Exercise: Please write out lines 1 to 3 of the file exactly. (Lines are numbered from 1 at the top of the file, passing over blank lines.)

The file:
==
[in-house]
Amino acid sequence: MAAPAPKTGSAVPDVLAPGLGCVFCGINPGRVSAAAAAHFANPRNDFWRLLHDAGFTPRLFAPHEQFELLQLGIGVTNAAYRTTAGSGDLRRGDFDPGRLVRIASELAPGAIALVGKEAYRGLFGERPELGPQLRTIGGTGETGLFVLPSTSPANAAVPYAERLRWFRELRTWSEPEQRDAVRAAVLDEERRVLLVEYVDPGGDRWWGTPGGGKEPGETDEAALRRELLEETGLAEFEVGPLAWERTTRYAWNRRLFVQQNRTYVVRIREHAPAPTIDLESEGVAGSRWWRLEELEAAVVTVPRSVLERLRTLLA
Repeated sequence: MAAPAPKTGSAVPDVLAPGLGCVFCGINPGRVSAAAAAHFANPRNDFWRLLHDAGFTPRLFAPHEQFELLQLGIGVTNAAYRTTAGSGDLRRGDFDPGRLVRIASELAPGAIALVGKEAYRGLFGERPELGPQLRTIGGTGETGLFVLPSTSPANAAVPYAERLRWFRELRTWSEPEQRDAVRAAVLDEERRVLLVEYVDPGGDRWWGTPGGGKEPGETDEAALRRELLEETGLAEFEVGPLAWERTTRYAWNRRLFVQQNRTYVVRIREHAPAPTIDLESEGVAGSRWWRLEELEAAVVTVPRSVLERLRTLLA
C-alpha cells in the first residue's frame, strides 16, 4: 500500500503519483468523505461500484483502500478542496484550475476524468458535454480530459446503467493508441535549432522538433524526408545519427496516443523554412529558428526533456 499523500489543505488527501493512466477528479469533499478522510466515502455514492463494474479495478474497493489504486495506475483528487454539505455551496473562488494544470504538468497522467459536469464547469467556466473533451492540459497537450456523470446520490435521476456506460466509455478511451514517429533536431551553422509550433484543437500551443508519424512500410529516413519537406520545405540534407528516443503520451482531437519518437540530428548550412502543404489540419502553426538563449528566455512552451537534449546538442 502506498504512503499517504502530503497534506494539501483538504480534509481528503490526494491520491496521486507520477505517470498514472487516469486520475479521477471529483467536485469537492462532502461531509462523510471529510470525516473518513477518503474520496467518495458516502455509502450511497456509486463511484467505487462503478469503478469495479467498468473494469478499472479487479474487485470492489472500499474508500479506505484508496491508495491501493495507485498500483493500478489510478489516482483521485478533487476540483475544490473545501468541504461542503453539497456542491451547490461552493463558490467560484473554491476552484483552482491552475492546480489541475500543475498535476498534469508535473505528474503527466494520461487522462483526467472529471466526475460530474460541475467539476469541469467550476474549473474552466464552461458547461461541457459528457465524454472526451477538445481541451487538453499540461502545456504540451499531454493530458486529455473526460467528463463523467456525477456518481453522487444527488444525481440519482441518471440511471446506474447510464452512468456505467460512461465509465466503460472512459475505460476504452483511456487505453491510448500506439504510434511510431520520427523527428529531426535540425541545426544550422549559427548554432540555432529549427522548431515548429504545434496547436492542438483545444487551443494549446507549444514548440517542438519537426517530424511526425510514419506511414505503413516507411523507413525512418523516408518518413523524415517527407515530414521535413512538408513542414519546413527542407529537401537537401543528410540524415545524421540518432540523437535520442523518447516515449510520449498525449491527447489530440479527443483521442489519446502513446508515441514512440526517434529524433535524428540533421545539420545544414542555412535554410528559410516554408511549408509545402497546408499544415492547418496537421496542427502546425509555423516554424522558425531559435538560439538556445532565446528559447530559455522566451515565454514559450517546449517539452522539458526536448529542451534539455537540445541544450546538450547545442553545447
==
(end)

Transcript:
[in-house]
Amino acid sequence: MAAPAPKTGSAVPDVLAPGLGCVFCGINPGRVSAAAAAHFANPRNDFWRLLHDAGFTPRLFAPHEQFELLQLGIGVTNAAYRTTAGSGDLRRGDFDPGRLVRIASELAPGAIALVGKEAYRGLFGERPELGPQLRTIGGTGETGLFVLPSTSPANAAVPYAERLRWFRELRTWSEPEQRDAVRAAVLDEERRVLLVEYVDPGGDRWWGTPGGGKEPGETDEAALRRELLEETGLAEFEVGPLAWERTTRYAWNRRLFVQQNRTYVVRIREHAPAPTIDLESEGVAGSRWWRLEELEAAVVTVPRSVLERLRTLLA
Repeated sequence: MAAPAPKTGSAVPDVLAPGLGCVFCGINPGRVSAAAAAHFANPRNDFWRLLHDAGFTPRLFAPHEQFELLQLGIGVTNAAYRTTAGSGDLRRGDFDPGRLVRIASELAPGAIALVGKEAYRGLFGERPELGPQLRTIGGTGETGLFVLPSTSPANAAVPYAERLRWFRELRTWSEPEQRDAVRAAVLDEERRVLLVEYVDPGGDRWWGTPGGGKEPGETDEAALRRELLEETGLAEFEVGPLAWERTTRYAWNRRLFVQQNRTYVVRIREHAPAPTIDLESEGVAGSRWWRLEELEAAVVTVPRSVLERLRTLLA